Another parable put he forth unto them, saying, The kingdom of heaven is like to a grain of mustard seed, which a man took, and sowed in his field: Which indeed is the least of all seeds: but when it is grown, it is the greatest among herbs, and becometh a tree, so that the birds of the air come and lodge in the branches thereof.Matthew 13:31-32
And he said, Whereunto shall we liken the kingdom of God? or with what comparison shall we compare it? It is like a grain of mustard seed, which, when it is sown in the earth, is less than all the seeds that be in the earth: But when it is sown, it groweth up, and becometh greater than all herbs, and shooteth out great branches; so that the fowls of the air may lodge under the shadow of it.Mark 4:30-32
Then said he, Unto what is the kingdom of God like? and whereunto shall I resemble it? It is like a grain of mustard seed, which a man took, and cast into his garden; and it grew, and waxed a great tree; and the fowls of the air lodged in the branches of it.Luke 13:18-19
Have you ever heard this argument?
“We have to have the most updated and modern facility or we will not be able to minister to the children of God.”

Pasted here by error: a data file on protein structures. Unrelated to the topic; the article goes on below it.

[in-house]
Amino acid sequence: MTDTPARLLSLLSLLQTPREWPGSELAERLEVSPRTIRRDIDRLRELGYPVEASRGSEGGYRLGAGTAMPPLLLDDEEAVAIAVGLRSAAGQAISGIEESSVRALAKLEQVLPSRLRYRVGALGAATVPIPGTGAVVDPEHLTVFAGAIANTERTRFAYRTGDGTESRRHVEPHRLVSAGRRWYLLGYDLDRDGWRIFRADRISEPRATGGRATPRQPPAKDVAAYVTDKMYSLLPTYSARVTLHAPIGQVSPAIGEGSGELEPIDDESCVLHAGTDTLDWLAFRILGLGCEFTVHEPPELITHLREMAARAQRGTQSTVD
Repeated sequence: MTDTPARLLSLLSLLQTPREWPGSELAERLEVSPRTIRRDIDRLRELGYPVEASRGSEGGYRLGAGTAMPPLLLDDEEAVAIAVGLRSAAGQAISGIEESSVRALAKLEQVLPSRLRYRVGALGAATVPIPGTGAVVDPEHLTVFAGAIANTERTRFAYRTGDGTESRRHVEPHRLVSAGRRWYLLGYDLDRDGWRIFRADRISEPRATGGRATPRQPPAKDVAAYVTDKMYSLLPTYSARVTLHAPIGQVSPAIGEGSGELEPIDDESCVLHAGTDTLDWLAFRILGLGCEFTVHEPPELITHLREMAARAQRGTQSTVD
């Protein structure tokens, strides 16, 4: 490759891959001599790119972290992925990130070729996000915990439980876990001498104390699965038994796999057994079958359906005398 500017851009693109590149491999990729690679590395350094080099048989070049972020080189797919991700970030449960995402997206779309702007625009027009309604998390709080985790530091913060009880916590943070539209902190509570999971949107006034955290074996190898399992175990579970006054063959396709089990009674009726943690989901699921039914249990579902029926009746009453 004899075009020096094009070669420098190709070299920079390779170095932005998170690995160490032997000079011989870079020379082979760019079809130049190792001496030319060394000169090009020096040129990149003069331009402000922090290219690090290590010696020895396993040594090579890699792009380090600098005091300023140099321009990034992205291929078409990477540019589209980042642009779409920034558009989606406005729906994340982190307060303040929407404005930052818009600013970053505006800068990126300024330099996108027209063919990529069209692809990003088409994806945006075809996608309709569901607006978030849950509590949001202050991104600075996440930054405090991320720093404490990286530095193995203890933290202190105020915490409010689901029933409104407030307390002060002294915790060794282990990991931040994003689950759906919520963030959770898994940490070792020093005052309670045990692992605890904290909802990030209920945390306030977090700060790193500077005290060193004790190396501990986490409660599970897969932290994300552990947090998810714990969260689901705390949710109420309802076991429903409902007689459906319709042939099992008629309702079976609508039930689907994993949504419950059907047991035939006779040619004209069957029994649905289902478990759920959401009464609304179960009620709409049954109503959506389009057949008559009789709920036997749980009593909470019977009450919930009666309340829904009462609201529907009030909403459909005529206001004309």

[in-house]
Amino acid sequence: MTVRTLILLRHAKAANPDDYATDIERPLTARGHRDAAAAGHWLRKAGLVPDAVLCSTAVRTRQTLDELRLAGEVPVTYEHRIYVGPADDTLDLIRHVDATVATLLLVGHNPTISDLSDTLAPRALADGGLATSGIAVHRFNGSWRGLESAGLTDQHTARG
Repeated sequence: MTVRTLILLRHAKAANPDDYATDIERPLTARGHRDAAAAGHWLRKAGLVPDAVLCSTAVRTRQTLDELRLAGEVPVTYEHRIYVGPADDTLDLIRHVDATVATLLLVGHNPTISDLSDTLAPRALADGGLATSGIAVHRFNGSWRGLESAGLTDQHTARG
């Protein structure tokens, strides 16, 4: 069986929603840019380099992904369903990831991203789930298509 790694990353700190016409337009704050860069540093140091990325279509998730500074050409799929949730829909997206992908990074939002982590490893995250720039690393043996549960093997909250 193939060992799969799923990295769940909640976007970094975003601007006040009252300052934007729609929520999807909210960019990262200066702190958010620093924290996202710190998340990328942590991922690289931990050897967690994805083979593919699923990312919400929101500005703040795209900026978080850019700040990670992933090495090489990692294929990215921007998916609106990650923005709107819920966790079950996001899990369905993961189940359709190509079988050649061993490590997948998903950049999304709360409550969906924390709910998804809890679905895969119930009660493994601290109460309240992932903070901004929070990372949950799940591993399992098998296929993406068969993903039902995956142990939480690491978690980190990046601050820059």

I have heard this statement made countless times attempting to justify the spending of millions of dollars on various buildings and objects for the physical structure of a church house. This focus on the external beauty or size of the building is a misplaced passion, I believe. Consider how Jesus responded to His disciples when they almost pridefully showed him the temple:
And Jesus said unto them, See ye not all these things? verily I say unto you, There shall not be left here one stone upon another, that shall not be thrown down. Matthew 24:2
This certainly prophesied the destruction of Jerusalem that would occur in 70 A.D., but the fact that Jesus shows no concern for the buildings tells us that the church is not the building. The building is a place where the church meets but is not vital to its health, purpose or growth.
Let me take a moment to state that I am not saying that we should not take care of the church house property. We definitely should. The condition of the physical structure in which a church meets often reflects the devotion of its members. However, this is not always the case, and an inordinate focus on the physical church building may be preventing or hampering true work in the kingdom that needs to be done.
This parable shows us that we shouldn’t desire a “big tree” church. We do not need all the latest and most expensive things. The first century church met from house to house! We do need to understand that the simple, little herb tree is sufficient in Jesus’ eyes for His redeemed. Therefore, it should be more than satisfactory for us.